*Irena and biking brings out this smile. Note my mini companion…
In the four days leading up to the Arrowhead this year, more Life happened than I was prepared for. Leading up to the race itself I was scrambling, treading water, running blind trying to balance work and training. This Arrowhead was so incredibly symbolic, I know I should feel worse about my DNF, but I don’t.
My goal this year was to finish Tuscobia on foot, Ski Arrowhead, and Bike Actif Epica, for an A’Touis Order. With Tuscobia 160 done (thanks to my own tenacity and grit in tough conditions plus Fireball whiskey) it was time to prepare for the Big One. Gear for Arrowhead included some SWEET Fischer back country skis from Gear West, and borrowed poles for my sled. The gear for skiing and foot was almost identical which helped, just some tweaking here and there. Kate and I got some long training miles in at Theodore Wirth Park doing loops and testing gear, including her pump since she was still nursing. Looking back we actually got some awesome k’s this year, the last being the St. Croix 40, midwest’s newest Winter Ultra. THAT race was basically a Bitch Slap from the park for 40 miles, tons of ice, very little kick, and Kate’s sled tried to murder me. You should definitely do it. Long story short we were physically and mentally ready for the ski. We drove up to Tower pre race to get on the trail, it was cold (-40) and the snow was sticky, essentially it was the conditions that we would expect race day. Everything was on par when less than 10 miles in, Kate’s binding sheared off her ski. We were now in a position where not only would we have to scramble to get skis before the race, but now we faced an even bigger problem that we wouldn’t have known unless we went out on the trail pre race; our pace was not fast enough to make the cut offs. Even when we were working HARD the sleds and skis were anchors in the cold hard snow. So we made a last minute decision to do the bike instead. Last minute is an understatement.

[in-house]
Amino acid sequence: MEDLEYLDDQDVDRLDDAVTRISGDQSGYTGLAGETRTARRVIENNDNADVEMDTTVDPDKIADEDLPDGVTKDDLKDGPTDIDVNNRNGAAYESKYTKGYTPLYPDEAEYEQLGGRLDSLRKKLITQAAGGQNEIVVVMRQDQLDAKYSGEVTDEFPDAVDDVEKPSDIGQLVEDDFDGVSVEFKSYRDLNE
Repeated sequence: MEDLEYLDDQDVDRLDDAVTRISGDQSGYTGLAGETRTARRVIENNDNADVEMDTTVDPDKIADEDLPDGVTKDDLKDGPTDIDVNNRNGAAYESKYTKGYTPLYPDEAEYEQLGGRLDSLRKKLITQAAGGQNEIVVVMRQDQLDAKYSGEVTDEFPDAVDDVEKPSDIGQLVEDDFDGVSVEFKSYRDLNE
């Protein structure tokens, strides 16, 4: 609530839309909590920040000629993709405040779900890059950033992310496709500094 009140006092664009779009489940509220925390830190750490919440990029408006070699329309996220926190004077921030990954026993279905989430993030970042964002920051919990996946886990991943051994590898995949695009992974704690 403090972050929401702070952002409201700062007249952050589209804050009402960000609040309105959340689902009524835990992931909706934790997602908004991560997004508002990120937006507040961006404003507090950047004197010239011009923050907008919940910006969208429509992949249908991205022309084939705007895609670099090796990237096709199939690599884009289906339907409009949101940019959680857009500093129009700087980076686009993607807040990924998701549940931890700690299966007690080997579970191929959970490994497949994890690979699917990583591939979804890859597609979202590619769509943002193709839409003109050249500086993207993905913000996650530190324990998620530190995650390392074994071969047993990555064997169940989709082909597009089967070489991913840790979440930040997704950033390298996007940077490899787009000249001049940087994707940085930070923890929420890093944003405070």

About three weeks earlier I had purchased a Framed fatty with the intention of doing the Arrowhead next year by bike, one year to train ought to do it right? WRONG! I hadn’t even been on the damn thing, and now Kate and I were driving back to the cities Friday before the race emailing, calling, ordering gear and supplies. It was all hands on deck to get me to the start. Getting back to the city, we stopped at Gear West to tune bikes, and Steve Tannen’s house to pick up bike bags. On that drive home, I got a message from Paul about Randy. After scrambling all day I got home at 6pm. Erik was there, we hugged, turned around and went straight to the hospital.
What can I say? It was the last time I spoke with my friend. I wanted to take up his time, talk to him, ask him questions, hold his hand. But there is never enough time, a few hours later we left. I was so angry and sad of what was happening, but also so incredibly grateful for that broken binding for without it, I would have missed those last few minutes entirely. I was so grateful to be close.
The next day was a blur of last minute items, new boots, borrowed gear, trying to figure out how to fit pogies on my handle bars. What was my nutrition going to look like? No clue! It was a whole new game. I believed as long as I was adaptable and didn’t freak out… I would be fine. Sunday we made the trek to International falls. I loved the drive, northern Minnesota was so puffy and white! Erik, Brian, and I shared a room and it was tiny; plum chuck full of gear plus me trying to figure out where all this crap is supposed to go! Kate has a friend named Dave who was going to meet me in the parking lot of the hotel to donate more gear to The Cause. He handed me things that were completely alien, but would somehow carry everything I needed to not turn into a popsicle out there. Priority number one.